Senior Ukrainian Military Officials Come Under Shelling While Touring Conflict Zone: Report

By Tom Ozimek
Tom Ozimek
Tom Ozimek
Tom Ozimek is a senior reporter for The Epoch Times. He has a broad background in journalism, deposit insurance, marketing and communications, and adult education.
February 19, 2022Updated: February 19, 2022

Top Ukrainian military officials came under a shelling attack while touring the line dividing government forces and separatists in eastern Ukraine, according to an Associated Press journalist who was on the tour.

The shelling prompted the military officials to seek refuge in a bomb shelter before leaving the area, according to the report.

The Epoch Times has been unable to independently verify the report.

Incidents of shelling along the front line in the conflict zone increased sharply this week, with the OSCE Special Monitoring Mission to Ukraine (SMM) announcing on Friday it had observed a “dramatic increase in kinetic activity along the contact line in eastern Ukraine.”

Epoch Times Photo
Members of the Joint Centre for Control and Coordination (JCCC), on ceasefire of the demarcation line, take forensic photos of damage to a house from an artillery shell that landed in Vrubivka, in the Luhansk region, eastern Ukraine, on Feb. 17, 2022. (Vadim Ghirda/AP Photo)

In its most recent daily incident report, issued on Feb. 18, the SMM recorded a total of 870 ceasefire violations in the separatist-controlled Donetsk and Luhansk regions, up from 591 the day before.

The Ukrainian military said a soldier was killed in shelling by pro-Russian separatists on Saturday morning in eastern Ukraine.

Russian-backed separatists and Ukrainian forces have been trading accusations that each had fired across the ceasefire line in eastern Ukraine, raising alarm at a time when Western countries have warned that a Russian invasion could come any day now.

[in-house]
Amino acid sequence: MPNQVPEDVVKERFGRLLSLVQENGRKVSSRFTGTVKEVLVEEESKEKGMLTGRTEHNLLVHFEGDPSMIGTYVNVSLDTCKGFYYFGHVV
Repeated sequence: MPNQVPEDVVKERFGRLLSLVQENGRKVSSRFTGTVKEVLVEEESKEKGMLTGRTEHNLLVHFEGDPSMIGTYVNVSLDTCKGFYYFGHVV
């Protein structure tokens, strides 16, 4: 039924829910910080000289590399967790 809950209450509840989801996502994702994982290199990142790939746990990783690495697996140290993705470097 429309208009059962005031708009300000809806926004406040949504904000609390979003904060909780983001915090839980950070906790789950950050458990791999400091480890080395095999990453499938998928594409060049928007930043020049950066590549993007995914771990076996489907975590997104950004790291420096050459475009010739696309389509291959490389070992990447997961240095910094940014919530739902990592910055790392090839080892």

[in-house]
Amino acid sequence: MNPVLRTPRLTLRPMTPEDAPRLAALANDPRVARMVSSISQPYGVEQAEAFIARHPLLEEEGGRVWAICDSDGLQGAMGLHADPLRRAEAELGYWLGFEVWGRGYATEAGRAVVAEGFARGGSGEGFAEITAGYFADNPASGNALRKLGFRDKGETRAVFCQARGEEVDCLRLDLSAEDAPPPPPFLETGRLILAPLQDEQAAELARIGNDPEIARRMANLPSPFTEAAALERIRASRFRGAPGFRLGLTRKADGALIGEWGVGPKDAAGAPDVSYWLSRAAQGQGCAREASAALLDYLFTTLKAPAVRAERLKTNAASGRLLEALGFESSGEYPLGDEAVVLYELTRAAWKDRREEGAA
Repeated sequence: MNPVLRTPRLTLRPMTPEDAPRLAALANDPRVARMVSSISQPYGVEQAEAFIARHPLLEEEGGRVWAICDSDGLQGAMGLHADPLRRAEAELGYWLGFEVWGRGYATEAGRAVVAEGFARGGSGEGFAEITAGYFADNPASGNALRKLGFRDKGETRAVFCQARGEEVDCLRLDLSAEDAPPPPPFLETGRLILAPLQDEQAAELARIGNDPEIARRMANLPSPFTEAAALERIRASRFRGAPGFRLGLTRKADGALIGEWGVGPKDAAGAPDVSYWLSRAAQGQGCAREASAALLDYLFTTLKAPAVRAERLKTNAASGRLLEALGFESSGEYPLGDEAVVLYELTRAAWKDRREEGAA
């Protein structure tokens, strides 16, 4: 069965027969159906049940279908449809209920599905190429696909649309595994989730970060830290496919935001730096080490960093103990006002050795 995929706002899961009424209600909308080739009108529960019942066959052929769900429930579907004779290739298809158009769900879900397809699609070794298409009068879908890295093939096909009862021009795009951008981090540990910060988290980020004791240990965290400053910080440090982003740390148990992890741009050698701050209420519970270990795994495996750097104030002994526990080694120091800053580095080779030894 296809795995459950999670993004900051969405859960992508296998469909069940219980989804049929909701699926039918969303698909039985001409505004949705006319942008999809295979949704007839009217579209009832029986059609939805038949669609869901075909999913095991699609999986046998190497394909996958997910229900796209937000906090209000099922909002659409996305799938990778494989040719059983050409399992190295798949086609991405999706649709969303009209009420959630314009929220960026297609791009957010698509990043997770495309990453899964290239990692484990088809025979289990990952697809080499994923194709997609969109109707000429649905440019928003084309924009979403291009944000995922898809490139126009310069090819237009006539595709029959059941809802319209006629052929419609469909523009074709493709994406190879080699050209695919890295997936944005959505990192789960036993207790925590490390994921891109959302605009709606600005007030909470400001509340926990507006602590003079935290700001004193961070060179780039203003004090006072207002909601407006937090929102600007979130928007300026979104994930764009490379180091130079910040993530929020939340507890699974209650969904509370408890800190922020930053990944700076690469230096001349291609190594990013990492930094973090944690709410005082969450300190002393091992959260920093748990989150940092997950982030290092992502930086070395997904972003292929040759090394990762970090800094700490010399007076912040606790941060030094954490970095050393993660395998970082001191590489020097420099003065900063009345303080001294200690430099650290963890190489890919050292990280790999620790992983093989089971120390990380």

Epoch Times Photo
Russian marines take position during Russia-Belarus military drills at the Obuz-Lesnovsky training ground in Belarus, in a photo provided by the Russian Defense Ministry Press Service on Feb. 19, 2022. (Russian Defense Ministry Press Service via AP)

Ukraine and its Western allies have repeatedly said in recent weeks that they believe the Kremlin could use an incident in the separatist conflict as an excuse for an invasion. Russia, for its part, has accused Kyiv of trying to provoke an escalation in a bid to recapture rebel territory by force.

Russian state media have claimed that two freshly exploded shells were found in Russia’s region of Rostov about a mile from the border with Ukraine, suggesting that Ukrainian forces had shelled Russian territory.

Ukrainian Foreign Minister Dmytro Kuleba denied the claim in a post on Twitter: “We resolutely refute all accusations of any alleged Ukrainian shells falling on the Russian territory. Ukraine has never opened any such fire. We call for an immediate and impartial international investigation of the incidents reported by Russian media.”

Ukraine's Foreign Minister Dmytro Kuleba
Ukraine’s Foreign Minister Dmytro Kuleba speaks with journalists as he arrives for a round table meeting of the Eastern Partnership at the European Council building in Brussels, on Nov. 15, 2021. (Geert Vanden Wijngaert/AP Photo)

Officials from the breakaway self-proclaimed Donetsk People’s Republic (DPR) in eastern Ukraine have claimed that Ukrainian armed forces used heavy artillery to bombard parts of the territory, including civilian infrastructure, according to Tass.

“Ukrainian forces continue the shelling of civilian infrastructure and terrorizing the peaceful population of our republic,” said Eduard Basurin, the deputy head of the DPR militia, Tass reported.

Russian-backed separatists in eastern Ukraine said on Friday they planned to evacuate civilians to Russia and ordered a general military mobilization, calling on local militia and military units to be in full battle readiness.

A senior Russian lawmaker said on Saturday that Moscow “will defend” Russian citizens and “compatriots” in the contested regions of Donetsk and Luhansk if danger arises to their lives, though he insisted that “Russia doesn’t want war.”

Western leaders have been skeptical about repeated statements by Russia that it isn’t planning to invade Ukraine.

President Joe Biden said on Friday that U.S. intelligence officials believe Russia will invade Ukraine in the coming days and will target the country’s capital, Kyiv.

Biden added that “as of this moment I’m convinced [Putin]’s made the decision” to invade Ukraine.

Defense Secretary Lloyd Austin backed up Biden’s claim in an interview with ABC News. Asked about the potential for a Russian invasion, Austin replied: “I don’t believe it’s a bluff.”